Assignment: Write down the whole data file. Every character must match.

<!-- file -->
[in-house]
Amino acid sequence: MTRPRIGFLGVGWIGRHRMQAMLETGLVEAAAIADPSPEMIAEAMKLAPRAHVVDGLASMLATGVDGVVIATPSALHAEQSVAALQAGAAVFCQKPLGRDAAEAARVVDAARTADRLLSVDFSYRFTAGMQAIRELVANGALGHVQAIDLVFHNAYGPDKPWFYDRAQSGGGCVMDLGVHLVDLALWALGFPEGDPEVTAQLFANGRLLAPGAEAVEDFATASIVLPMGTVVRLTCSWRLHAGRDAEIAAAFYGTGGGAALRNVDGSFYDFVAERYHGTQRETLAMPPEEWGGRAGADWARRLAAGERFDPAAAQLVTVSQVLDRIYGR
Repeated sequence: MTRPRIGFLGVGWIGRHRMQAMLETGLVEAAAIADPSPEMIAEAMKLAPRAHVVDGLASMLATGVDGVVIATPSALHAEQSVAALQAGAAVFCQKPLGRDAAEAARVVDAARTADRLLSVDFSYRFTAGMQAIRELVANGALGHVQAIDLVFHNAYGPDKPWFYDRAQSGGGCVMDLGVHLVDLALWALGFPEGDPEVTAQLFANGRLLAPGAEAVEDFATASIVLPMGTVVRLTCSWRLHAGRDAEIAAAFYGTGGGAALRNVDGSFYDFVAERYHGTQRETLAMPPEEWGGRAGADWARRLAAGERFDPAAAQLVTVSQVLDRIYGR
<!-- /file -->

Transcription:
[in-house]
Amino acid sequence: MTRPRIGFLGVGWIGRHRMQAMLETGLVEAAAIADPSPEMIAEAMKLAPRAHVVDGLASMLATGVDGVVIATPSALHAEQSVAALQAGAAVFCQKPLGRDAAEAARVVDAARTADRLLSVDFSYRFTAGMQAIRELVANGALGHVQAIDLVFHNAYGPDKPWFYDRAQSGGGCVMDLGVHLVDLALWALGFPEGDPEVTAQLFANGRLLAPGAEAVEDFATASIVLPMGTVVRLTCSWRLHAGRDAEIAAAFYGTGGGAALRNVDGSFYDFVAERYHGTQRETLAMPPEEWGGRAGADWARRLAAGERFDPAAAQLVTVSQVLDRIYGR
Repeated sequence: MTRPRIGFLGVGWIGRHRMQAMLETGLVEAAAIADPSPEMIAEAMKLAPRAHVVDGLASMLATGVDGVVIATPSALHAEQSVAALQAGAAVFCQKPLGRDAAEAARVVDAARTADRLLSVDFSYRFTAGMQAIRELVANGALGHVQAIDLVFHNAYGPDKPWFYDRAQSGGGCVMDLGVHLVDLALWALGFPEGDPEVTAQLFANGRLLAPGAEAVEDFATASIVLPMGTVVRLTCSWRLHAGRDAEIAAAFYGTGGGAALRNVDGSFYDFVAERYHGTQRETLAMPPEEWGGRAGADWARRLAAGERFDPAAAQLVTVSQVLDRIYGR